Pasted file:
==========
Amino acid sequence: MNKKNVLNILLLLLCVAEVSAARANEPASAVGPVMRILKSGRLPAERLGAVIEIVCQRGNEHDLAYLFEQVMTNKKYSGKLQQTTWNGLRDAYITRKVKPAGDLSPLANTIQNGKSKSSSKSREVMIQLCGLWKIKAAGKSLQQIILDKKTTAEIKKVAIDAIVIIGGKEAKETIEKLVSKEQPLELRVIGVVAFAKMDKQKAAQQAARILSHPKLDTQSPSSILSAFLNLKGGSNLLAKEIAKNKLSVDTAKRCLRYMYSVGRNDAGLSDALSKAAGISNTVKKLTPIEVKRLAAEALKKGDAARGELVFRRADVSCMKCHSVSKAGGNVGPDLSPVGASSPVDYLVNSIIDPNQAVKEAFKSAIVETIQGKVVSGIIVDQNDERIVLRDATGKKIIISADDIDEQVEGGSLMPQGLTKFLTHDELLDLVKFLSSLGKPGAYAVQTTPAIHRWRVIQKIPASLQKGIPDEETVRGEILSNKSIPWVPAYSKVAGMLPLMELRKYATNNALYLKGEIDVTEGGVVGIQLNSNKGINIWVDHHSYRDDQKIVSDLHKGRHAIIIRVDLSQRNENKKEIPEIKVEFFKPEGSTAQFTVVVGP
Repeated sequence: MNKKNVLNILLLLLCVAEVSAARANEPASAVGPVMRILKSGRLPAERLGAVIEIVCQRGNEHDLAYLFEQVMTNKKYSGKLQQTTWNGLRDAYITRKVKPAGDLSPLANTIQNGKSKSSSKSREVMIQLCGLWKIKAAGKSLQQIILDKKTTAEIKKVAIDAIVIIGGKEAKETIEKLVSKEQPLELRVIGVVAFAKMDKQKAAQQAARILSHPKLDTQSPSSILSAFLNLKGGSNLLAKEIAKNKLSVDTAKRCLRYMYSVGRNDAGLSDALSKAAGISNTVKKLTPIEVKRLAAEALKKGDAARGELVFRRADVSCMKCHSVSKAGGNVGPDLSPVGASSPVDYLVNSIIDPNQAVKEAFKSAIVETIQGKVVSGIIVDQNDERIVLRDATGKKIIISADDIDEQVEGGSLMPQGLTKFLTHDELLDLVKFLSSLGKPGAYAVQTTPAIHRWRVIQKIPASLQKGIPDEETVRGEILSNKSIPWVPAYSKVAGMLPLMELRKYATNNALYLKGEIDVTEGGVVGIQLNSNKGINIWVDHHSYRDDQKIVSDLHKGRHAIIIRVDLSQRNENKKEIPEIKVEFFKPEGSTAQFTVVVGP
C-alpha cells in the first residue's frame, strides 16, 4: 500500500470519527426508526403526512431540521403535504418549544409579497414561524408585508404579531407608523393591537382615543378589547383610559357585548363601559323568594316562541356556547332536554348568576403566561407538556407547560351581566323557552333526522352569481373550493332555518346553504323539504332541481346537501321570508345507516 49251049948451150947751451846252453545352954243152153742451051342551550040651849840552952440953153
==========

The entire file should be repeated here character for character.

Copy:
Amino acid sequence: MNKKNVLNILLLLLCVAEVSAARANEPASAVGPVMRILKSGRLPAERLGAVIEIVCQRGNEHDLAYLFEQVMTNKKYSGKLQQTTWNGLRDAYITRKVKPAGDLSPLANTIQNGKSKSSSKSREVMIQLCGLWKIKAAGKSLQQIILDKKTTAEIKKVAIDAIVIIGGKEAKETIEKLVSKEQPLELRVIGVVAFAKMDKQKAAQQAARILSHPKLDTQSPSSILSAFLNLKGGSNLLAKEIAKNKLSVDTAKRCLRYMYSVGRNDAGLSDALSKAAGISNTVKKLTPIEVKRLAAEALKKGDAARGELVFRRADVSCMKCHSVSKAGGNVGPDLSPVGASSPVDYLVNSIIDPNQAVKEAFKSAIVETIQGKVVSGIIVDQNDERIVLRDATGKKIIISADDIDEQVEGGSLMPQGLTKFLTHDELLDLVKFLSSLGKPGAYAVQTTPAIHRWRVIQKIPASLQKGIPDEETVRGEILSNKSIPWVPAYSKVAGMLPLMELRKYATNNALYLKGEIDVTEGGVVGIQLNSNKGINIWVDHHSYRDDQKIVSDLHKGRHAIIIRVDLSQRNENKKEIPEIKVEFFKPEGSTAQFTVVVGP
Repeated sequence: MNKKNVLNILLLLLCVAEVSAARANEPASAVGPVMRILKSGRLPAERLGAVIEIVCQRGNEHDLAYLFEQVMTNKKYSGKLQQTTWNGLRDAYITRKVKPAGDLSPLANTIQNGKSKSSSKSREVMIQLCGLWKIKAAGKSLQQIILDKKTTAEIKKVAIDAIVIIGGKEAKETIEKLVSKEQPLELRVIGVVAFAKMDKQKAAQQAARILSHPKLDTQSPSSILSAFLNLKGGSNLLAKEIAKNKLSVDTAKRCLRYMYSVGRNDAGLSDALSKAAGISNTVKKLTPIEVKRLAAEALKKGDAARGELVFRRADVSCMKCHSVSKAGGNVGPDLSPVGASSPVDYLVNSIIDPNQAVKEAFKSAIVETIQGKVVSGIIVDQNDERIVLRDATGKKIIISADDIDEQVEGGSLMPQGLTKFLTHDELLDLVKFLSSLGKPGAYAVQTTPAIHRWRVIQKIPASLQKGIPDEETVRGEILSNKSIPWVPAYSKVAGMLPLMELRKYATNNALYLKGEIDVTEGGVVGIQLNSNKGINIWVDHHSYRDDQKIVSDLHKGRHAIIIRVDLSQRNENKKEIPEIKVEFFKPEGSTAQFTVVVGP
C-alpha cells in the first residue's frame, strides 16, 4: 500500500470519527426508526403526512431540521403535504418549544409579497414561524408585508404579531407608523393591537382615543378589547383610559357585548363601559323568594316562541356556547332536554348568576403566561407538556407547560351581566323557552333526522352569481373550493332555518346553504323539504332541481346537501321570508345507516 49251049948451150947751451846252453545352954243152153742451051342551550040651849840552952440953153